|Publication number||US5792209 A|
|Application number||US 08/625,996|
|Publication date||Aug 11, 1998|
|Filing date||Apr 1, 1996|
|Priority date||Apr 1, 1996|
|Publication number||08625996, 625996, US 5792209 A, US 5792209A, US-A-5792209, US5792209 A, US5792209A|
|Inventors||Lawrence Norman Varner|
|Original Assignee||Varner; Lawrence Norman|
|Export Citation||BiBTeX, EndNote, RefMan|
|Patent Citations (5), Referenced by (51), Classifications (10), Legal Events (9)|
|External Links: USPTO, USPTO Assignment, Espacenet|
A) Field of the Invention.
This invention relates in general to reversal and prevention of osteoporosis and prevention of osteoporosis-related spine fractures and hip fractures, and in particular, to low-frequency, low-voltage electromagnetic fields conveniently placed, in relationship to the bones at risk for fracture, to slow the progress of osteoporosis or reverse its development.
B) Description of Related Art and Prior Art.
"Osteoporosis" is a reduction in bone mass. Osteoporosis is a chronic disabling disorder, predominantly affecting the elderly white female population. As our population of "baby boomers" age, they are predisposed to development of osteoporosis and complications thereof. A 1986 pilot study showed that osteoporotic patients had a reduced quality of life when compared to aged-matched controls; their quality of life regressed with increasing severity of osteoporosis-related fractures. By the year 2020, about one half of the U.S. population will be over the age of 65, with a significant increase in osteoporosis-related fractures. Reaction times slow and proprioception (balance) problems increase after age 65, putting older adults at risk for more auto accidents and falls, often leading to broken hips. The life-time risk of any fracture of the hip, spine or distal forearm is almost 40% in white females and 13% in white males over 50 years of age. Today, there is an average of one fall per second in the United States, 30 million falls per year. 2,400 falls require hospitalization daily in the U.S. If an osteoporotic patient falls directly onto his or her side/hip, the risk factor for a hip fracture is increased times six. One fall in seven results in a fracture; these fractures are one of the foremost reasons that the elderly lose their independence and require nursing home care.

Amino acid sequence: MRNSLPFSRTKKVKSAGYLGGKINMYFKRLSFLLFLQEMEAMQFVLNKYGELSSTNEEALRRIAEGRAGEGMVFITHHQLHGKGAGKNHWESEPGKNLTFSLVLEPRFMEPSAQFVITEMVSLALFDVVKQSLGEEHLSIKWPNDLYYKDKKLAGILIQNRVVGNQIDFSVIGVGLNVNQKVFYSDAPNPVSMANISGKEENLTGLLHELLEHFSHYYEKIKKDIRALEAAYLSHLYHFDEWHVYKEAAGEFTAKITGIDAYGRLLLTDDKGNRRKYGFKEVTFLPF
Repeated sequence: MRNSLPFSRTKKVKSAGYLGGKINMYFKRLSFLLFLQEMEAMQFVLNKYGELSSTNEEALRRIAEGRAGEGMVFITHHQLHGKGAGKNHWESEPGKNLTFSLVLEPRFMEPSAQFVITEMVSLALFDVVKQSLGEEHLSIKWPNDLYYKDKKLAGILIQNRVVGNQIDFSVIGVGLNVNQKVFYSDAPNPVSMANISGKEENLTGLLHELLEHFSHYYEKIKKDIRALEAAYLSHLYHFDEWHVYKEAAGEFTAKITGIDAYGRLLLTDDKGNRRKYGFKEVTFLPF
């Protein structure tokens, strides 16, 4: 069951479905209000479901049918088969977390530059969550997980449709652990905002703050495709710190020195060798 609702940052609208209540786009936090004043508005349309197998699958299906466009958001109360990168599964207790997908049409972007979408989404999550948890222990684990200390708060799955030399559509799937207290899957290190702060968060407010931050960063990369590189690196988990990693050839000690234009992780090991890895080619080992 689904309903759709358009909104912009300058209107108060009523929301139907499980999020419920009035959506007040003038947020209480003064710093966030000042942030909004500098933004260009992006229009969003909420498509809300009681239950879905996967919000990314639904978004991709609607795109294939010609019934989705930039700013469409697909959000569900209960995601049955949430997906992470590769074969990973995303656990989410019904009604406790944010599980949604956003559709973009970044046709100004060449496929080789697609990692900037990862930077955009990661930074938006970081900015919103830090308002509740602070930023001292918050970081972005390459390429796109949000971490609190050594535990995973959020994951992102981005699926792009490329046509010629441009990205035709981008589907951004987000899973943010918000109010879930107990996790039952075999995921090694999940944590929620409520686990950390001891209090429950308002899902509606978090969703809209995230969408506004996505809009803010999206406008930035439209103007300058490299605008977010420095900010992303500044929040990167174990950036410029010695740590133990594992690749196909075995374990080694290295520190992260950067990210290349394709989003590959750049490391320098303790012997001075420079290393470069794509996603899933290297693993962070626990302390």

It is predicted that by the year 2050, projected numbers of hip fractures world wide will be 4.8 million females, and 1.8 million males. Of the males who break a hip, 40% will die within three months; the rest do not have a very good quality of life. Of the females, 20% die within three months, but of the 80% who survive, 1/2 never return to their usual activities of daily living (ADL). In a recent scientific paper by Dr. John 0. Mullen, M.D., of Huntington, W. Va., 312 consecutive surviving patients were evaluated one year after their hip fractures. 61% of these patients who could walk prior to fracturing their hip suffered a decrease in activity level and 63% were using more walking aides. Half of those who are outdoor-independent had now become "shut-ins". Among those who had been living alone, 39% became dependent upon their family. Nine percent of the patients who had been living alone or with a family prior to the hip fracture now resided in a nursing home. The financial impact of these fractures, by year 2050, will be astounding; even today, 10 billion dollars a year is spent in the U.S. alone for hip fractures. In 1986, a detailed study in the U.S. assessed direct medical costs of osteoporosis in women over 45, including costs of outpatient services, hospitalization and nursing home care (the latter two being the greatest contributors). The result in figures for total direct care came to $5.15 billion; a similar 1989 study showed expenditures had risen to over $6 billion. A pure economic analysis of the direct-medical burden of osteoporosis does not address indirect costs to patients, relatives or health care providers. Nor does it address additional peripheral issues such as "quality of life", disability, and socioeconomic factors. A 1994 study titled "Costs and Health Effects of Osteoporotic Fractures" states that among white U.S. women aged 45 or older, an estimated 5.2 million hip, spine and forearm fractures are expected in the next 10 years; this includes 2 million person-years of fracture-related functional impairment. Although the costs of osteoporosis-related hip fractures seems accurate here, not so for vertebral (spine) fractures, which have a varied clinical presentation. In the osteoporotic spine, simply coughing, sneezing, or lifting groceries can cause a vertebral body compression fracture; of females over 80, one-half has one or more vertebral body fractures.